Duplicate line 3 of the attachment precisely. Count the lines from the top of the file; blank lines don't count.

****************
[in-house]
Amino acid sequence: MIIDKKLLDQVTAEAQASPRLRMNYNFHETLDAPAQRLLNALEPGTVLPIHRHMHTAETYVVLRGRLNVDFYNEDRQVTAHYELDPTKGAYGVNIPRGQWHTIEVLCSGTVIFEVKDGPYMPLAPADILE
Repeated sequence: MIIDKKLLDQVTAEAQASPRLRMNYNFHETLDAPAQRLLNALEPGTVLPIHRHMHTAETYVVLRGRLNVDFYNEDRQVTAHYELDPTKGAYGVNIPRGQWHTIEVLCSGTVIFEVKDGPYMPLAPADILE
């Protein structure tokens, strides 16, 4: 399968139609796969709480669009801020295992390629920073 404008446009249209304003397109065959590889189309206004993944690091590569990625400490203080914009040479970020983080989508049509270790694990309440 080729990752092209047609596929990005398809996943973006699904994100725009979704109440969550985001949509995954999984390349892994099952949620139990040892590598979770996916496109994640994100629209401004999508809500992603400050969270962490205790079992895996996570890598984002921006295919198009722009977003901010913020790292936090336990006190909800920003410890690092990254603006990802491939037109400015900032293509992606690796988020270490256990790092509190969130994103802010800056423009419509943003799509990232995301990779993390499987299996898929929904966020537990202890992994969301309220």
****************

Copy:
Repeated sequence: MIIDKKLLDQVTAEAQASPRLRMNYNFHETLDAPAQRLLNALEPGTVLPIHRHMHTAETYVVLRGRLNVDFYNEDRQVTAHYELDPTKGAYGVNIPRGQWHTIEVLCSGTVIFEVKDGPYMPLAPADILE